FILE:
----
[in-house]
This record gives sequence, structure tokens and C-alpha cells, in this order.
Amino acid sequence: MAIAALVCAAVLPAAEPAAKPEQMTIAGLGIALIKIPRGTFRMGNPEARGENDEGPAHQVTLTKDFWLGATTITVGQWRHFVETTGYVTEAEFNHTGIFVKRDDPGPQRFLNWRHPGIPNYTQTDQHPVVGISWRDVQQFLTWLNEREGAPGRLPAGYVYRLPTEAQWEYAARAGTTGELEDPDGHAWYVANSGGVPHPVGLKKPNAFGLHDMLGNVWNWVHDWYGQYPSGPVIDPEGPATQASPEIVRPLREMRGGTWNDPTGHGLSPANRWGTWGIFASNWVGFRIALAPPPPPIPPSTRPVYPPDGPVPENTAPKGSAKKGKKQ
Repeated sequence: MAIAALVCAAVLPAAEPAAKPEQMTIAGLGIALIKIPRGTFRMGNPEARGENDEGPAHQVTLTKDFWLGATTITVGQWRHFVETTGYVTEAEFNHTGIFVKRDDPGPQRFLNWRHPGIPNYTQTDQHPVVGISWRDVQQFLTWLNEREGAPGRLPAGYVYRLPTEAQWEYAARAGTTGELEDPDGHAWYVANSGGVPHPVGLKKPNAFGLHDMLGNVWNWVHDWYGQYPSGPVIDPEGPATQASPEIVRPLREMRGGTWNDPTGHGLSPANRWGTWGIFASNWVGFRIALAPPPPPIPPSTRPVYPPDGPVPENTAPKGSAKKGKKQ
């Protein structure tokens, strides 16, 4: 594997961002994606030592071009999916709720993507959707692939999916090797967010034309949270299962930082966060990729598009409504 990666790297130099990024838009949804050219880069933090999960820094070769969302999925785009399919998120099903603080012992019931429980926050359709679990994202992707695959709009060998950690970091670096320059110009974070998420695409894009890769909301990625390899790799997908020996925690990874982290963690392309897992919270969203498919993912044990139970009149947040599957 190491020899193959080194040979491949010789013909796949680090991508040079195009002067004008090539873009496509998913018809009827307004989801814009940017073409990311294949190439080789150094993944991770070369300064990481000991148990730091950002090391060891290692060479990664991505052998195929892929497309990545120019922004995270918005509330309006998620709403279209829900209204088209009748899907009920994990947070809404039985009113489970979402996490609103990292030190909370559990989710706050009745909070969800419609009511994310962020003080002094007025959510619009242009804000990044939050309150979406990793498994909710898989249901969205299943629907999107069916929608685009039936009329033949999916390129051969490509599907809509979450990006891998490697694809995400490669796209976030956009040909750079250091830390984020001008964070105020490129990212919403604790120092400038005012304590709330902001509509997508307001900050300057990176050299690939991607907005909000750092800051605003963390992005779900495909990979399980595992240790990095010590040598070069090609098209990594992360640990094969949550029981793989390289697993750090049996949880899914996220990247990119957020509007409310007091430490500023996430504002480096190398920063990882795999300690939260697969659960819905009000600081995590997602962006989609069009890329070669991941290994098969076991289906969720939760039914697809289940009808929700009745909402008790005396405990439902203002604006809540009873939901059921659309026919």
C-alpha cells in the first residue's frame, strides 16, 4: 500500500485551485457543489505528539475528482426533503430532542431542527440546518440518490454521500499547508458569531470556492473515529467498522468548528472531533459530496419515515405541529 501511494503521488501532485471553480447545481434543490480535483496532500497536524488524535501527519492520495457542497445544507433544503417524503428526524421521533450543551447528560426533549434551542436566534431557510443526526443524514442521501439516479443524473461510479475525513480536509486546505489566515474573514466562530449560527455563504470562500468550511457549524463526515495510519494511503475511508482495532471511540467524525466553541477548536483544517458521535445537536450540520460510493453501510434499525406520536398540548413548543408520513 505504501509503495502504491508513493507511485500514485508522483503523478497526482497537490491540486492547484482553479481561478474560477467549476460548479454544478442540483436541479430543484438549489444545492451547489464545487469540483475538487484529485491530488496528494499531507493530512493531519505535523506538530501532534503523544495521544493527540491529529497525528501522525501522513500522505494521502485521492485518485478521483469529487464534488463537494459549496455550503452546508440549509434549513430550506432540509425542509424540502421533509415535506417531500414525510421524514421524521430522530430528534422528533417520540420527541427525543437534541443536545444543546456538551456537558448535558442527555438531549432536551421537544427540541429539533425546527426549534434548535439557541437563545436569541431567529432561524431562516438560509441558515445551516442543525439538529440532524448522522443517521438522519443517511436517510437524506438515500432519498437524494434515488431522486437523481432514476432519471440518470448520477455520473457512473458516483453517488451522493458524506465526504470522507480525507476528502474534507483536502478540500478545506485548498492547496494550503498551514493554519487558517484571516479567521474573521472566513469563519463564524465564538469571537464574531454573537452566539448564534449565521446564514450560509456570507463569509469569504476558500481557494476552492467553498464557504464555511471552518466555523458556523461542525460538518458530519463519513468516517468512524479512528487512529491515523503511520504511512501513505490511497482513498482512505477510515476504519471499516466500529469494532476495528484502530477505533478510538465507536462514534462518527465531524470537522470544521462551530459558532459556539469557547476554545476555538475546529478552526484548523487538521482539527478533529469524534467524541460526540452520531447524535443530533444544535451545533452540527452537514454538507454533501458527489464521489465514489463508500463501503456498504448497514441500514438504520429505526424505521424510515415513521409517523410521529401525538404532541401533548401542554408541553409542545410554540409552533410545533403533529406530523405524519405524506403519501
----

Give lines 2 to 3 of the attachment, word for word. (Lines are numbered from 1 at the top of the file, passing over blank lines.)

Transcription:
This record gives sequence, structure tokens and C-alpha cells, in this order.
Amino acid sequence: MAIAALVCAAVLPAAEPAAKPEQMTIAGLGIALIKIPRGTFRMGNPEARGENDEGPAHQVTLTKDFWLGATTITVGQWRHFVETTGYVTEAEFNHTGIFVKRDDPGPQRFLNWRHPGIPNYTQTDQHPVVGISWRDVQQFLTWLNEREGAPGRLPAGYVYRLPTEAQWEYAARAGTTGELEDPDGHAWYVANSGGVPHPVGLKKPNAFGLHDMLGNVWNWVHDWYGQYPSGPVIDPEGPATQASPEIVRPLREMRGGTWNDPTGHGLSPANRWGTWGIFASNWVGFRIALAPPPPPIPPSTRPVYPPDGPVPENTAPKGSAKKGKKQ